2.1 General (p. I)

(1)P Site investigations consist of desk studies, field and laboratory investigations and all other investigations performed in order to establish knowledge of the ground; soil, rock and groundwater conditions, and to determine the properties of the soil and rock. Site investigations may also include appraisal of existing constructions, tunnels, embankments and slopes and the environmental impact of the project.

(2) Ground investigations are normally performed in phases depending on the questions raised during planning, design and construction of the actual project, see 3.2.1 of ENV 1997-1. The following phases are treated separately in this section:

  • preliminary investigations for positioning and preliminary design of the structure, see 2.3;
  • investigations for design and construction, see 2.4;
  • control investigations, see 2.5.

(3) The provisions in this document are planned primarily for geotechnical category 2 projects (see 2.1 of ENV 1997-1) and based on the fact that the results from investigations recommended in one phase are available before the next phase is started. In cases where all investigations are performed at the same time, both 2.3 and 2.4 should be considered simultaneously.

(4) The ground investigation requirements for category 1 projects are normally limited as the verifications often will be based on local experience. For category 3 projects the amount of investigations required will normally be at least the same as indicated for category 2 projects in the following sections. In addition complementary investigations related to the circumstances that place the project in category 3 may apply.

(5)P The composition and the extent of each phase of the investigations shall be based on the following:

  • the topographical, geological and hydrogeological conditions on the site and pertinent available information about them;
  • the type and design of the construction, e.g. type of foundation, improvement method or retaining structure, location and depth of the construction;
  • the local experience and climate conditions.

(6)P When composing the investigation programme both for field and laboratory tests, the knowledge from desk studies of the following documents, if available, and the results of a site examination shall be accounted for (see 3.2.3 of ENV 1997-1):

  • topographical maps;
  • old city maps describing the previous use of the site;
  • geological maps and descriptions;
  • engineering geological maps;
  • geohydrological maps and descriptions;
  • geotechnical maps;
  • aerial photos and previous photo interpretations;
  • aerogeophysical investigations;
  • previous investigations at the site and in the surroundings;
  • previous experiences from the area;

(7)P the use of preliminary investigations shall be considered.

(8) The extent of direct field investigations and sampling with subsequent classification and laboratory testing depends on the geology, type of structure and the local experience.

(9)P The preliminary investigations shall be planned in such a way that adequate data are obtained, when applicable, concerning:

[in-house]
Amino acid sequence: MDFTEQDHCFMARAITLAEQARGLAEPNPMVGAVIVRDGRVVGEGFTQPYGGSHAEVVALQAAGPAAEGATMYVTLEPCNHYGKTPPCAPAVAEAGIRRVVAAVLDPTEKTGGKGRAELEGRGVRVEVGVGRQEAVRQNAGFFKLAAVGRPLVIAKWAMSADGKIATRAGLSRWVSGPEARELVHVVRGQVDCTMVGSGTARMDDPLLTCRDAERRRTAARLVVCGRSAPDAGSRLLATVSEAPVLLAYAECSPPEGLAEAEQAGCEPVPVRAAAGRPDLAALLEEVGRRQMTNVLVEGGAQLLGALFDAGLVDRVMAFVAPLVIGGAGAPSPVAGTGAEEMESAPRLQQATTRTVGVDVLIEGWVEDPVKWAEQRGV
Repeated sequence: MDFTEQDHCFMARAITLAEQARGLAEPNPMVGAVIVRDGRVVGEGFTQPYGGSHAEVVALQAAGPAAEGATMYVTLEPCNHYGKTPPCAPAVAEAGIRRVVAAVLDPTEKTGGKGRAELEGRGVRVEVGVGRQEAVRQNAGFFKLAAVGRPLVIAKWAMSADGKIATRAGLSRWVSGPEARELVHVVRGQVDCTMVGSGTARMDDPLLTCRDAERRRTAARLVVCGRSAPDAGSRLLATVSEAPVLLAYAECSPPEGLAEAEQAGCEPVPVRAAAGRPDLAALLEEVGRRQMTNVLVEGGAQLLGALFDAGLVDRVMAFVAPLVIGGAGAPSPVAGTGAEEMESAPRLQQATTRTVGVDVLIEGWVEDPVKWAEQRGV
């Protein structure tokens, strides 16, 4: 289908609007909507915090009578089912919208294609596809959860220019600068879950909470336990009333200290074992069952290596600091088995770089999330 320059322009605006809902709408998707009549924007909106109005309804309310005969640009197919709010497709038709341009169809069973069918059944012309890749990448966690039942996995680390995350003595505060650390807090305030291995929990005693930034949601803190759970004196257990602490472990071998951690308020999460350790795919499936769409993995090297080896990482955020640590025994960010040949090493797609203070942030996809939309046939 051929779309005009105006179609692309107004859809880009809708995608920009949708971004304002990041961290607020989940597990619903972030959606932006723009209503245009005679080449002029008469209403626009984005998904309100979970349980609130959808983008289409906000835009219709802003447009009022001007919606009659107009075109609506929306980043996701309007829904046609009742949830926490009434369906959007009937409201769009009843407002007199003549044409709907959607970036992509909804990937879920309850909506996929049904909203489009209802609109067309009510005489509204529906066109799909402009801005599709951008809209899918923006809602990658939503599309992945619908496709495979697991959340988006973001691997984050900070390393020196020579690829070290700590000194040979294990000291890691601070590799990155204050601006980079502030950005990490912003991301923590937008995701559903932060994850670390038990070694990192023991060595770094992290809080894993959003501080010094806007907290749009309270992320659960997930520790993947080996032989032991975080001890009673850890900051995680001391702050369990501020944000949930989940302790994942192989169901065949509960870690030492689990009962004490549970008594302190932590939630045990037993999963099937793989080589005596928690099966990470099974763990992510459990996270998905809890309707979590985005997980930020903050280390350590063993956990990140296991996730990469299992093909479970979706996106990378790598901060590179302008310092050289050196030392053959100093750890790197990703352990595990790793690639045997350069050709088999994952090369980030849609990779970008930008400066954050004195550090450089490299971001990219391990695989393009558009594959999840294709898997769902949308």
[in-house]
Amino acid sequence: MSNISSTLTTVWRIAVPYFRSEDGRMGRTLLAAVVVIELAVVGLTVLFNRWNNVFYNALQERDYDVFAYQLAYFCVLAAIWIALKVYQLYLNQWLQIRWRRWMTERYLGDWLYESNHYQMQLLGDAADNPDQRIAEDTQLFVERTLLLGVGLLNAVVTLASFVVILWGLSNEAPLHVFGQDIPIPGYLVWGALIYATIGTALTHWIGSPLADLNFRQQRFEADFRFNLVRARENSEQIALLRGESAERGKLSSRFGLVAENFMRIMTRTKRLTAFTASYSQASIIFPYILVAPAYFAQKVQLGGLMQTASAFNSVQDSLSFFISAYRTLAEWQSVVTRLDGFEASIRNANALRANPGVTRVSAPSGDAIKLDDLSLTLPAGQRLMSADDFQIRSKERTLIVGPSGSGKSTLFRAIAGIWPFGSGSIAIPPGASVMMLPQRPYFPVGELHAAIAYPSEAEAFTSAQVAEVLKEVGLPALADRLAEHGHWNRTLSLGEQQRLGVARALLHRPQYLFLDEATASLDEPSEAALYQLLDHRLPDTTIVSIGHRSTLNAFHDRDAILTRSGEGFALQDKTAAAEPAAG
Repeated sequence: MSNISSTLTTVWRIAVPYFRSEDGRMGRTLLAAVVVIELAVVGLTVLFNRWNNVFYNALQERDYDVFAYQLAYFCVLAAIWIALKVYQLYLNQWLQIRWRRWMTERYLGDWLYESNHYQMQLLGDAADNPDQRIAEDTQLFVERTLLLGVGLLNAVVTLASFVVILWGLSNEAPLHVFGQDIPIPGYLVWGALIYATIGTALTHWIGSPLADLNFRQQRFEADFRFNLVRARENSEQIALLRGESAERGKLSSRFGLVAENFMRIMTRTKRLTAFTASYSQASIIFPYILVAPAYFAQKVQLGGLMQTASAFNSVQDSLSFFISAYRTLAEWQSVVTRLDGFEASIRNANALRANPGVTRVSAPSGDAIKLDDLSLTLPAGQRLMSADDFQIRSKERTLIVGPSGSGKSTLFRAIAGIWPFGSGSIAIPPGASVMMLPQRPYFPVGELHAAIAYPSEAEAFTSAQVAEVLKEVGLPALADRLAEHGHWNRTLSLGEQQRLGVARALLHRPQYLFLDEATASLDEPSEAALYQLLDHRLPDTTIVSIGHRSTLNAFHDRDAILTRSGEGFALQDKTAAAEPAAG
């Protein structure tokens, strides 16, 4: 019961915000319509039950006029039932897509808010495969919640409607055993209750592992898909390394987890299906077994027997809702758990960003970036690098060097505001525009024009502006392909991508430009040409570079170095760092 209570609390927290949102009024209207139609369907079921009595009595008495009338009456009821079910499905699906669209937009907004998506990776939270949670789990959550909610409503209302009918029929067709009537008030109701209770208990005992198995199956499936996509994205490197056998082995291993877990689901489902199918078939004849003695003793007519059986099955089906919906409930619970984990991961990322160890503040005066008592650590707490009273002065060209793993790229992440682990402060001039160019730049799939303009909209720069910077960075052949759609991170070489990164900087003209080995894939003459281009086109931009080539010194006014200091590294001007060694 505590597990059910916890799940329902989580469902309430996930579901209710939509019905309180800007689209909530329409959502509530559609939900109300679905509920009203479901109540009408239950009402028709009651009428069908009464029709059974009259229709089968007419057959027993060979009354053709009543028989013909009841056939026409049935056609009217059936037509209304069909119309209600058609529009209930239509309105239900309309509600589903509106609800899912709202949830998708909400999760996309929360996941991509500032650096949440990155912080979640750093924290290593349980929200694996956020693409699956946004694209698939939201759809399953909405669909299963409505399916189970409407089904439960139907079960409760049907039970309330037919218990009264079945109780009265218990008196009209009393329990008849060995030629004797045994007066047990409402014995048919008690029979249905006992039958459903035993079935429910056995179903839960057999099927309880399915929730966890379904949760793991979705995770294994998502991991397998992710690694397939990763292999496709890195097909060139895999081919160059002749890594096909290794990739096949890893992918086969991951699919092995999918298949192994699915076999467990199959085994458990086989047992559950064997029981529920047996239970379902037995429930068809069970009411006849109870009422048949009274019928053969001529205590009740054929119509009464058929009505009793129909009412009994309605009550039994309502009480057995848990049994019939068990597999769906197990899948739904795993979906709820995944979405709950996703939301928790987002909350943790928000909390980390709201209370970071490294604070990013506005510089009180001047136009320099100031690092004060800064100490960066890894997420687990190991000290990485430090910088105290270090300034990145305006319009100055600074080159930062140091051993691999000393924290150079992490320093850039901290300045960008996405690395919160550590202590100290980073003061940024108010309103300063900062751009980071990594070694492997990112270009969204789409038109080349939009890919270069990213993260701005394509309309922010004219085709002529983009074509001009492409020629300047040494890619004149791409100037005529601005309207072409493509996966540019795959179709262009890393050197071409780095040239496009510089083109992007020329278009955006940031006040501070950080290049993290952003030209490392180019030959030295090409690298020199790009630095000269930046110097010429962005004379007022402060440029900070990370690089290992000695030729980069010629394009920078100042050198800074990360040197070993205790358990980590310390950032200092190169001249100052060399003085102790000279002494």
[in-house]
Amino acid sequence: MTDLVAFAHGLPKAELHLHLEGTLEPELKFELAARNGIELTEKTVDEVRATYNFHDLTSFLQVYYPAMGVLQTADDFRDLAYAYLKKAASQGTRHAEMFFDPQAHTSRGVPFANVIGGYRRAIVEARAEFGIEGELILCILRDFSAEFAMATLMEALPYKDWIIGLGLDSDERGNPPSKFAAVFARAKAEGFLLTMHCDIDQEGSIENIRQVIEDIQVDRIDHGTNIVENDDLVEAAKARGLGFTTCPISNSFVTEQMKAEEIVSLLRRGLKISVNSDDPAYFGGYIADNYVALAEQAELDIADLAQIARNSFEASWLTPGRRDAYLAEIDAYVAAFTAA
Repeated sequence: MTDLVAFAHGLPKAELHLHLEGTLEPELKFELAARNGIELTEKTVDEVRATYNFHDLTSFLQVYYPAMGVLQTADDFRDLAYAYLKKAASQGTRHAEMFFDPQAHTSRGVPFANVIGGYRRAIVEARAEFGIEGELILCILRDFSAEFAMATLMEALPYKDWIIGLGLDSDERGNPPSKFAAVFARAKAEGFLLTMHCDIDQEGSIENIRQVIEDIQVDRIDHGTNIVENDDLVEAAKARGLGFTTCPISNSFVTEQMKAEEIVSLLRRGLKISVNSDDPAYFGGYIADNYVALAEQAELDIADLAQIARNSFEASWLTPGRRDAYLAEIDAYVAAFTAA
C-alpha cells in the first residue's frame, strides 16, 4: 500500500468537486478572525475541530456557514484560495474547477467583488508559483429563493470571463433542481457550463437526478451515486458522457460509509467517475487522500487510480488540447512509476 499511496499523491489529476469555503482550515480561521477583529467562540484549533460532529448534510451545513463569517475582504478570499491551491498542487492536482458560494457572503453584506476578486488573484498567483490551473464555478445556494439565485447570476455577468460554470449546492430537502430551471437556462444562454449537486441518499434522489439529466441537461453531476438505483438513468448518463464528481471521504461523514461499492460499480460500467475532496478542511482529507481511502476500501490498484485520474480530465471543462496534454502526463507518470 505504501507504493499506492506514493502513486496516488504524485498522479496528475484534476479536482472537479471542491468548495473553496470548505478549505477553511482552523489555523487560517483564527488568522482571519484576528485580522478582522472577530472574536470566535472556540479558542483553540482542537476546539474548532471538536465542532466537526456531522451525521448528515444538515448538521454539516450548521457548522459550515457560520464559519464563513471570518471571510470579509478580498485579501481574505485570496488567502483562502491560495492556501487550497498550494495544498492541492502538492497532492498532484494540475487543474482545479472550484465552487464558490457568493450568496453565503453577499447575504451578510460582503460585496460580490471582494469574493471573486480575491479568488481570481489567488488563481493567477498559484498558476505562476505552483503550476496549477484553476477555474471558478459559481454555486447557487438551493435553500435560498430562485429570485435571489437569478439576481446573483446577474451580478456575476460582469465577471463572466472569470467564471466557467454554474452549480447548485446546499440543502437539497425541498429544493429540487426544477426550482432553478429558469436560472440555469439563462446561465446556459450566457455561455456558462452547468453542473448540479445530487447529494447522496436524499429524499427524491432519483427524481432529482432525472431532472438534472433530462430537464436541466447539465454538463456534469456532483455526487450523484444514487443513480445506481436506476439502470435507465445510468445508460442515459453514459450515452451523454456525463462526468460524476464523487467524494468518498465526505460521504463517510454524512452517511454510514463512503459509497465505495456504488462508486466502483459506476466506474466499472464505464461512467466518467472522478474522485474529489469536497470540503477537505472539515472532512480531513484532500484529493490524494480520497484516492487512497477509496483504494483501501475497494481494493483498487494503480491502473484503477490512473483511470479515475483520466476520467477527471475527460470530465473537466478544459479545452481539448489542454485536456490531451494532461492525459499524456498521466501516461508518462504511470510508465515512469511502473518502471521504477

• the overall stability of the area;
  • suitable positioning of the structure;
  • possible foundation methods and ground improvements;
  • possible effects to neighbouring buildings;
  • preliminary costs for foundations and ground improvements;
  • preliminary costs for provisional constructions;
  • proposals for design investigation.

For planning and execution of preliminary investigations reference is made to 2.3.

(10)P Investigations for the design and construction phase shall provide sufficient information to the following questions, when applicable:

  • location of construction;
  • foundation methods and levels;
  • erosion protection;
  • protection against swelling and shrinkage;
  • ground improvements or other stabilizing measures;
  • foundation design;
  • design of temporary constructions;
  • excavatability;
  • driveability for piles;
  • drainages and filters;
  • frost susceptibility;
  • methods and order of construction/operations;
  • requirements for the selection of filling material;
  • slope inclination;
  • existing hindrance such as old constructions and service pipes and cables;
  • durability of construction material in the ground.

For planning and execution of investigations for design and construction reference is made to 2.4.

(11) Annex A provides a flow chart which can be used for the selection of a proper fieldinvestigation method for the various soil investigation stages.

(12)P Where construction elements are applied in the geotechnical structures of which the durability may be affected by the surrounding soil and groundwater, the aggressiveness of the soil and groundwater shall be determined, to enable provisions when applicable, (see 2.3 of ENV 1997-1).

(13) To determine the aggressiveness of the ground and groundwater a selection of chemical analyses often should be undertaken and the results compared to available experience on the aggressiveness to various construction materials and protection techniques. Chemical analyses often require groundwater sampling and thus special provisions in the borehole.

Eurocode 7 Geotechnical design — Part 3: Design assisted by fieldtesting